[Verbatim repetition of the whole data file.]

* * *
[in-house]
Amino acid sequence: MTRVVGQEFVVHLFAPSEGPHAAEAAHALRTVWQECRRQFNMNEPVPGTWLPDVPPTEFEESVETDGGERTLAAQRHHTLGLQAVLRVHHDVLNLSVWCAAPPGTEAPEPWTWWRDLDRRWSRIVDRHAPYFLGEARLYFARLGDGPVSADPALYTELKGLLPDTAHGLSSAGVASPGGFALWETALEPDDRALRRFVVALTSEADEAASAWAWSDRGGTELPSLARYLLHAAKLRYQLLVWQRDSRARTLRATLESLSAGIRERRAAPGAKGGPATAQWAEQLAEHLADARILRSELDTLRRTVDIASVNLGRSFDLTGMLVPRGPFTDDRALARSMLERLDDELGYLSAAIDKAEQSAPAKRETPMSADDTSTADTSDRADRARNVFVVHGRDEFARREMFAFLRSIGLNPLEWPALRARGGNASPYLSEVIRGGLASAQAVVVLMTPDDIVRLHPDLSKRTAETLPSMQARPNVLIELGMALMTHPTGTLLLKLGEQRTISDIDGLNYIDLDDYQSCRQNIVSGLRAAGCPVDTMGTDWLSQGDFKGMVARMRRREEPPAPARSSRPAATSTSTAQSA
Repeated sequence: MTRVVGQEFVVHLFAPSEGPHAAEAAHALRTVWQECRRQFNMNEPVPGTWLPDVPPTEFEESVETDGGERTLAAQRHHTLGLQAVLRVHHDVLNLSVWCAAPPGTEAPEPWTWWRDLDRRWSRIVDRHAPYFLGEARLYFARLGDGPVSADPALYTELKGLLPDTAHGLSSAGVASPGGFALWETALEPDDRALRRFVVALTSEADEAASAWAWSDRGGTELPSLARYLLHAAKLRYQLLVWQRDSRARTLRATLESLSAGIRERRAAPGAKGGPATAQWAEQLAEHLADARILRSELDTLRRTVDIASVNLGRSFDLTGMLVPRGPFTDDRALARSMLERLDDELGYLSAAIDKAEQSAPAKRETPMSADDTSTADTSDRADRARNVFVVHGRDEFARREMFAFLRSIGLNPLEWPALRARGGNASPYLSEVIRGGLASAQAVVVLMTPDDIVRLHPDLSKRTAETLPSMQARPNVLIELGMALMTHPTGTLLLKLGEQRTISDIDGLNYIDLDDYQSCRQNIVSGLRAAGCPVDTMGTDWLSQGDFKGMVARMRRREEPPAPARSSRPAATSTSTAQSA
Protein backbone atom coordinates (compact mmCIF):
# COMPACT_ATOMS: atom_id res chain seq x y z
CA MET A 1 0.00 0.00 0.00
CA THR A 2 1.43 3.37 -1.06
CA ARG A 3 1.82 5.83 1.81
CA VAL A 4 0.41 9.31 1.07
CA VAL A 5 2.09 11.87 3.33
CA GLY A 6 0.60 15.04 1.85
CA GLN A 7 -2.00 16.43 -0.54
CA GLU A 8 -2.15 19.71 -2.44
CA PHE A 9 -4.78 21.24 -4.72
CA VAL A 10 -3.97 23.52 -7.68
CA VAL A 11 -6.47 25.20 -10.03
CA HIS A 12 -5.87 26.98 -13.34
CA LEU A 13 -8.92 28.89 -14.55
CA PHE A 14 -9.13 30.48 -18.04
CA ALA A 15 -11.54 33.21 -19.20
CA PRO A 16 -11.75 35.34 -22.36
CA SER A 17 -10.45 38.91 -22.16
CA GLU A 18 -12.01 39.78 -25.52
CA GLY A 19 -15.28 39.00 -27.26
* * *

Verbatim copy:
[in-house]
Amino acid sequence: MTRVVGQEFVVHLFAPSEGPHAAEAAHALRTVWQECRRQFNMNEPVPGTWLPDVPPTEFEESVETDGGERTLAAQRHHTLGLQAVLRVHHDVLNLSVWCAAPPGTEAPEPWTWWRDLDRRWSRIVDRHAPYFLGEARLYFARLGDGPVSADPALYTELKGLLPDTAHGLSSAGVASPGGFALWETALEPDDRALRRFVVALTSEADEAASAWAWSDRGGTELPSLARYLLHAAKLRYQLLVWQRDSRARTLRATLESLSAGIRERRAAPGAKGGPATAQWAEQLAEHLADARILRSELDTLRRTVDIASVNLGRSFDLTGMLVPRGPFTDDRALARSMLERLDDELGYLSAAIDKAEQSAPAKRETPMSADDTSTADTSDRADRARNVFVVHGRDEFARREMFAFLRSIGLNPLEWPALRARGGNASPYLSEVIRGGLASAQAVVVLMTPDDIVRLHPDLSKRTAETLPSMQARPNVLIELGMALMTHPTGTLLLKLGEQRTISDIDGLNYIDLDDYQSCRQNIVSGLRAAGCPVDTMGTDWLSQGDFKGMVARMRRREEPPAPARSSRPAATSTSTAQSA
Repeated sequence: MTRVVGQEFVVHLFAPSEGPHAAEAAHALRTVWQECRRQFNMNEPVPGTWLPDVPPTEFEESVETDGGERTLAAQRHHTLGLQAVLRVHHDVLNLSVWCAAPPGTEAPEPWTWWRDLDRRWSRIVDRHAPYFLGEARLYFARLGDGPVSADPALYTELKGLLPDTAHGLSSAGVASPGGFALWETALEPDDRALRRFVVALTSEADEAASAWAWSDRGGTELPSLARYLLHAAKLRYQLLVWQRDSRARTLRATLESLSAGIRERRAAPGAKGGPATAQWAEQLAEHLADARILRSELDTLRRTVDIASVNLGRSFDLTGMLVPRGPFTDDRALARSMLERLDDELGYLSAAIDKAEQSAPAKRETPMSADDTSTADTSDRADRARNVFVVHGRDEFARREMFAFLRSIGLNPLEWPALRARGGNASPYLSEVIRGGLASAQAVVVLMTPDDIVRLHPDLSKRTAETLPSMQARPNVLIELGMALMTHPTGTLLLKLGEQRTISDIDGLNYIDLDDYQSCRQNIVSGLRAAGCPVDTMGTDWLSQGDFKGMVARMRRREEPPAPARSSRPAATSTSTAQSA
Protein backbone atom coordinates (compact mmCIF):
# COMPACT_ATOMS: atom_id res chain seq x y z
CA MET A 1 0.00 0.00 0.00
CA THR A 2 1.43 3.37 -1.06
CA ARG A 3 1.82 5.83 1.81
CA VAL A 4 0.41 9.31 1.07
CA VAL A 5 2.09 11.87 3.33
CA GLY A 6 0.60 15.04 1.85
CA GLN A 7 -2.00 16.43 -0.54
CA GLU A 8 -2.15 19.71 -2.44
CA PHE A 9 -4.78 21.24 -4.72
CA VAL A 10 -3.97 23.52 -7.68
CA VAL A 11 -6.47 25.20 -10.03
CA HIS A 12 -5.87 26.98 -13.34
CA LEU A 13 -8.92 28.89 -14.55
CA PHE A 14 -9.13 30.48 -18.04
CA ALA A 15 -11.54 33.21 -19.20
CA PRO A 16 -11.75 35.34 -22.36
CA SER A 17 -10.45 38.91 -22.16
CA GLU A 18 -12.01 39.78 -25.52
CA GLY A 19 -15.28 39.00 -27.26